The class we’re taking here is on the art of the Renaissance, so we see a lot of oil paintings and cathedrals. On any given day, we see between two and five churches and it’s hard to keep them straight for several reasons. First: clear signage was not a top priority of the brilliant architects who constructed these buildings. Second: with a few exceptions, like the church we saw completed decorated with bones, they all look the same. We protect what can be salvaged of our modesty by covering our shoulders (with scarves, with jackets, with loose-leaf sheets of notebook paper), we use the reverse camera on our iPhones to take illegal pictures, and we gaze upon a dozens portraits of Madonna and Child. The cathedrals, though each magnificent in their own right, are still not exempt from the Law of Diminishing Returns. The more masterpieces we see, the less impressed we are with the next fresco of a saint being pulled apart between two wheels. We’ve seen so many altarpieces and Last Suppers that the fourteen of us have starting sitting on only one side of the table when we eat.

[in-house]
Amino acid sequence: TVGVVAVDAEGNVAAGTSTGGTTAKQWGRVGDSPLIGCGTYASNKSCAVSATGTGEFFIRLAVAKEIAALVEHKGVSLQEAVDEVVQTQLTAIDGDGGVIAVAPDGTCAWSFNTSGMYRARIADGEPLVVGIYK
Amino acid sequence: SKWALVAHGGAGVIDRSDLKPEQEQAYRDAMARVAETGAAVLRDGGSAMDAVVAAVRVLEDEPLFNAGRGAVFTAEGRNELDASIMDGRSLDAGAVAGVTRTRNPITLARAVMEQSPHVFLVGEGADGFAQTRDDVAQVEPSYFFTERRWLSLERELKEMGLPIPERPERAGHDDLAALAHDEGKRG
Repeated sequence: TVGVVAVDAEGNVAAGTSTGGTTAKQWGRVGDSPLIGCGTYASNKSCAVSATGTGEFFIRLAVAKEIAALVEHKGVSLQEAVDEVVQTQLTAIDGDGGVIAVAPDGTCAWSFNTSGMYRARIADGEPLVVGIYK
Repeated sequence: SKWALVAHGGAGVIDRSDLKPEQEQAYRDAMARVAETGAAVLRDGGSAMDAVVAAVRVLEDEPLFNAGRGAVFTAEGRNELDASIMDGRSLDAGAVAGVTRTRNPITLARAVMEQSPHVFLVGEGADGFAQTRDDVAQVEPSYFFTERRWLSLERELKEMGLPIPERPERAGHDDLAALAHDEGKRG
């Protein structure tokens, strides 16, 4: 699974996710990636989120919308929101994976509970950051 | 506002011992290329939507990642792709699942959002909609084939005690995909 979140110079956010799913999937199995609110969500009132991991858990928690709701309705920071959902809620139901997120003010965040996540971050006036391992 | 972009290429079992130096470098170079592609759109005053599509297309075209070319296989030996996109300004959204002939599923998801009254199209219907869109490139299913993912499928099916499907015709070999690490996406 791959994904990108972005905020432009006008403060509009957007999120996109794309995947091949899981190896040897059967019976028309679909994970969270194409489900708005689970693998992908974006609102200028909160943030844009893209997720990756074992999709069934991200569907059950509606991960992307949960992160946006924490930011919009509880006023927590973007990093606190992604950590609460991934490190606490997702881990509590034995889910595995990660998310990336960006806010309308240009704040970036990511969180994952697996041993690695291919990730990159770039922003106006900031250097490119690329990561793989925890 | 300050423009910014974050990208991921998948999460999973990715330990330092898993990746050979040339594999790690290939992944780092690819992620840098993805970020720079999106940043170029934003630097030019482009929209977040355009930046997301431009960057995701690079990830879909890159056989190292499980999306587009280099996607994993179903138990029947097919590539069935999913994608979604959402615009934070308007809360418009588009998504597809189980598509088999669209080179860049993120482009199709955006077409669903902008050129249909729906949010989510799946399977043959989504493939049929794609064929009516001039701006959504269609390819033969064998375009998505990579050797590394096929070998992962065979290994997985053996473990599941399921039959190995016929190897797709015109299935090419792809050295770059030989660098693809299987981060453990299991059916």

The stagnant air of those cloisters has poisoned our minds. This is never more glaringly evident than when we try to give each other directions. Because the names of particular places or restaurants are not clear, we have to distinguish their location the best way we know how. ‘Turn left at the church where we saw the Madonna and Child.’ ‘The piazza in front of the first cathedral I almost cried in.’ ‘Take a right at the fountain that looks like Poseidon doing a spit take.’ ‘We’re right beside the guy aggressively peddling splat toys.’ ‘If you’ve passed the priest on a unicycle, you’ve gone too far.’ ‘Meet us in front of where Callie had that salmon pasta the week we got here.’ No matter what landmark we’re trying to describe, it ends up being just vague enough to apply to anything. We don’t meet up much.
Our renaissance education is starting to seep into our social lives in a dangerous way. Yesterday, in Florence, a huge crowd had gathered on the street. It was in the heat of the day and taxis were blasting their horns behind us, nudging pedestrians out of the way with their bumper. Everyone in the crowd was packed tight together, all craning their necks to see something in the glass storefront of the building. I wondered what it was that this mass of people couldn’t wait to see. I tapped the girl in front of me on the shoulder and asked her what was happening. “We’re trying to see Madonna!” The first logical thought in my head should have been the arrival of international superstar Madonna, who’s concert posters I’d been seeing plastered on every wall since I got there. But the long hours of staring up at faded frescos and old oil paintings had already taken their toll on me. So, instead, my response to the mob that had gathered just to get a glimpse of Madonna was: “By Cimabue or Giotto?”